When you are so fast asleep that you are not even dreaming, yet if someone calls you, you at once answer 'Yes,' this shows that though you are not conscious of any names or forms, you are conscious of being. This is Jabarut, the astral plane. The other two planes are Lahut, the spiritual plane, and Hahut, the plane of consciousness. Everyone experiences these planes also, but ordinarily a person experiences them for a very short time, so that he is not conscious of them. These states come and go so quickly that a person is not conscious of them. The mystic holds them.
A person may be sitting still, and for a few moments he falls asleep, and by a voice, or by a symbol or by actual sight, something is shown to him. A poem is revealed to a poet, music to a musician, or a message, or an object is revealed. It is not only the mystics who experience this, but musicians, poets, artists, inventors, the people who have made the great factories. The musicians, poets, artists, experience this, and the mystics after their development. This is sometimes called inspiration.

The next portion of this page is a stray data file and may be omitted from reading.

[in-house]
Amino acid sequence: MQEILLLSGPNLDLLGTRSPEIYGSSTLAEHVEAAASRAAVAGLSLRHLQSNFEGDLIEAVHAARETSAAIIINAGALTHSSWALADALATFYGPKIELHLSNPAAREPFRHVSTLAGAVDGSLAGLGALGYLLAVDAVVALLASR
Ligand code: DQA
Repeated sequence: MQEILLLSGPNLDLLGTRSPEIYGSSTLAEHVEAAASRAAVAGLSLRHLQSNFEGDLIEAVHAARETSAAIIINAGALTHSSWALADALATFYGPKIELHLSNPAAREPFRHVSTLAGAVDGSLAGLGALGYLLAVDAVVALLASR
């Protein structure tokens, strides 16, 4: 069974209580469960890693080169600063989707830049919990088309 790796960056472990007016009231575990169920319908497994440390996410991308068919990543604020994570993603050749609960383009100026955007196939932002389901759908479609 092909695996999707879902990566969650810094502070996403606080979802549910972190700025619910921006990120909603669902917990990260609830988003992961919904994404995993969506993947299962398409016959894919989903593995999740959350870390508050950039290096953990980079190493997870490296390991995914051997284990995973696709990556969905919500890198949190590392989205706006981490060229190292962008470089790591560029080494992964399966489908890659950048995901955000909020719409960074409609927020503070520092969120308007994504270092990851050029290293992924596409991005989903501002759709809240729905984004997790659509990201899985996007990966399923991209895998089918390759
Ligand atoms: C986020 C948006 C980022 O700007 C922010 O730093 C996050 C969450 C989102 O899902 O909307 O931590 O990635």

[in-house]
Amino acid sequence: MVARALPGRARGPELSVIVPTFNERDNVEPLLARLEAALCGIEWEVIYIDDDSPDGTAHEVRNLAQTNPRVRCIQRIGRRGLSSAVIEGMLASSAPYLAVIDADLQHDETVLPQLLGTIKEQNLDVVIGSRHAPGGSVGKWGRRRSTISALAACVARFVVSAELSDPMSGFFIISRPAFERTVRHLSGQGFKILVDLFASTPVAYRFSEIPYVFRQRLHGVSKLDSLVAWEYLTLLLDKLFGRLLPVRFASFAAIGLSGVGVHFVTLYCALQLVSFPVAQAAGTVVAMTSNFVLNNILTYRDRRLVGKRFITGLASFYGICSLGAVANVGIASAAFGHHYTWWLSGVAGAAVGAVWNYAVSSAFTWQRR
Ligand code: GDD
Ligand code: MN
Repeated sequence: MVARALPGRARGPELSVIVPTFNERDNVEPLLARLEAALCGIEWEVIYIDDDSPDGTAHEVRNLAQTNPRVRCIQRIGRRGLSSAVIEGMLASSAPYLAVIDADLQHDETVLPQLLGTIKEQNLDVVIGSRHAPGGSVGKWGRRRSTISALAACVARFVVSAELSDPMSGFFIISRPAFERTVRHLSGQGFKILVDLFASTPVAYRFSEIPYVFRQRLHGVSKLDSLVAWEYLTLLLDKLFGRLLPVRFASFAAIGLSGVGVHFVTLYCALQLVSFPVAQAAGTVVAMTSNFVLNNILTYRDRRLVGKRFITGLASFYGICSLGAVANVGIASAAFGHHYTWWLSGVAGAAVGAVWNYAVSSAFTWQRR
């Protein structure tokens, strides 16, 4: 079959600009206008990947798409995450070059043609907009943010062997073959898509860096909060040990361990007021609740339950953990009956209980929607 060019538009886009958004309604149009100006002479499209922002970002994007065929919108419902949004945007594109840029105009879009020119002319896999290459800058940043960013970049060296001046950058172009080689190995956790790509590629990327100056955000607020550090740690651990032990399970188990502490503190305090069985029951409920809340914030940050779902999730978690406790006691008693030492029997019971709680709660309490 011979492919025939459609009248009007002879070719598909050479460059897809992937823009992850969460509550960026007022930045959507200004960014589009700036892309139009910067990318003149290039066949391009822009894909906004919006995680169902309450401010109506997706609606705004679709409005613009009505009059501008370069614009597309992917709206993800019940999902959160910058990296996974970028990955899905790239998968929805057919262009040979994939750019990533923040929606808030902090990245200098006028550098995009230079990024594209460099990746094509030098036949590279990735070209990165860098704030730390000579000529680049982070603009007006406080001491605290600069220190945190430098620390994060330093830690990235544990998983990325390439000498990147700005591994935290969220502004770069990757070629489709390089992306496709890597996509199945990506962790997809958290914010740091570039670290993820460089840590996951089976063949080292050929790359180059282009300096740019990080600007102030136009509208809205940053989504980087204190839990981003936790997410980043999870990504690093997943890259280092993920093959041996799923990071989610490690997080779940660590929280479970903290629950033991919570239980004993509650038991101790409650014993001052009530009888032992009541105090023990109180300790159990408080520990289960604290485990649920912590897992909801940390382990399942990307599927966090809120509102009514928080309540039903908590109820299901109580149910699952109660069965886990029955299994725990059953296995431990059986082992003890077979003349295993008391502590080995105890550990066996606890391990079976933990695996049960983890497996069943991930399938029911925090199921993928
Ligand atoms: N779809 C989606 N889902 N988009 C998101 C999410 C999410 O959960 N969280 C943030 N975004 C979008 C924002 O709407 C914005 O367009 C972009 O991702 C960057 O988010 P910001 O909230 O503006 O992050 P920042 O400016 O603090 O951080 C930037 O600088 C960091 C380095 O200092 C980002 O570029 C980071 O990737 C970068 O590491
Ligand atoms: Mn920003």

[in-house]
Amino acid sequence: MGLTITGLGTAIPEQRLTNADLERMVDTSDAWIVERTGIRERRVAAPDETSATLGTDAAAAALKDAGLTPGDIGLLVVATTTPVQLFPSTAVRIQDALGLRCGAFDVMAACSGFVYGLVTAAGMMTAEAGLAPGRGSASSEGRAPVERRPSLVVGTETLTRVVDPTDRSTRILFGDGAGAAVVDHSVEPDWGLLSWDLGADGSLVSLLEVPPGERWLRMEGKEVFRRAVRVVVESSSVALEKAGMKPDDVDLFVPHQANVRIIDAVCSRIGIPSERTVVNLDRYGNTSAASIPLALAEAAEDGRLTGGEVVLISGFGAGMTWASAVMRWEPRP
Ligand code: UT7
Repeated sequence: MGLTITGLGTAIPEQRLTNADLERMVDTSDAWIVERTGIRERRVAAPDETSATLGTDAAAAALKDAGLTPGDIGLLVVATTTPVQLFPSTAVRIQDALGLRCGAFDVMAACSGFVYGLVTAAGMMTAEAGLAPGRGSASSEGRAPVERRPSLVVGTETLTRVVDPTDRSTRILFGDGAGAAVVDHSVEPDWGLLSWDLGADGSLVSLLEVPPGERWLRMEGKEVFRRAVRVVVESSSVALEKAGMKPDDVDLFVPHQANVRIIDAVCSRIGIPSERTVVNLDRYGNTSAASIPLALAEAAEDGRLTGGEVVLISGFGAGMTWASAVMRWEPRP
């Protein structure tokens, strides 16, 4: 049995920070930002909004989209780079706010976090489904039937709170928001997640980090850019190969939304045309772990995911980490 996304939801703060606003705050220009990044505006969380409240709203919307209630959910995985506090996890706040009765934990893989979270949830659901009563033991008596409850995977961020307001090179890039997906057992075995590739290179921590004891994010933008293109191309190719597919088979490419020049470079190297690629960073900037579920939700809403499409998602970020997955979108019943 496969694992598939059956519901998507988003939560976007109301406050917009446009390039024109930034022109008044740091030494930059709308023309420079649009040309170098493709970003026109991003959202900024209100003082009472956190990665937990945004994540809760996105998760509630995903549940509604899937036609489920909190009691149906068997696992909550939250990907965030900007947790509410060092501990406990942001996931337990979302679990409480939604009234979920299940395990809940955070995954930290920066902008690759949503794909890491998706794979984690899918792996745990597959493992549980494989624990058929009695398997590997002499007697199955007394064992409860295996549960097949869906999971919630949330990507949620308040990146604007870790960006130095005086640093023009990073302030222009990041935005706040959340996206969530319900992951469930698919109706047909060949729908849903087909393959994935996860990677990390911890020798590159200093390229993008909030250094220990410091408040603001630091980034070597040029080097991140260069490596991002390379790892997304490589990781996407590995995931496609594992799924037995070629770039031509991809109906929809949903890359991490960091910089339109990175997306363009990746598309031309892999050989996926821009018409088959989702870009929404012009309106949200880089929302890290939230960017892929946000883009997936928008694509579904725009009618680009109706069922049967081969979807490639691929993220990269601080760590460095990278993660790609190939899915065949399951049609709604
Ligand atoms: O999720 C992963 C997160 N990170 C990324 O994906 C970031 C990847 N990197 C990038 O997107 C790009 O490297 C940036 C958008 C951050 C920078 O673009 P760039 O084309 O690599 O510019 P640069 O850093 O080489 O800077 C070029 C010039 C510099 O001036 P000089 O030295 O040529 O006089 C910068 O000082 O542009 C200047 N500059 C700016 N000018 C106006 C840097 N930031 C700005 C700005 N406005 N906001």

Sometimes, while you are sitting or standing with your eyes open, for one moment you do not see what is before your eyes, or someone speaks to you, and you have not heard. You may be sitting here, and a child or a dog may come and destroy something, and you have not seen. A person feels: I am blank, but before he has time to say, "I am blank" the state is gone. This is Hahut, the plane of consciousness, where there is consciousness alone, without form and without name. This is the highest state, in which the consciousness is free from the self. This is liberation, towards which you are going, for which you are trying. Everybody in the world in twenty-four hours experiences all those states. Our waking state lasts much longer than the dream. The dream lasts much longer than fast sleep. The fast sleep lasts much longer than the state of Lahut. The state Lahut lasts longer than Hahut.
The mystics take the contrary way. Ordinarily we like to be conscious physically longer than in the dream, and we like to be in the dream longer than in the fast, because there is a great joy in dreaming. The mystic holds fast the consciousness of the highest planes, and makes that last longer.
God bless you.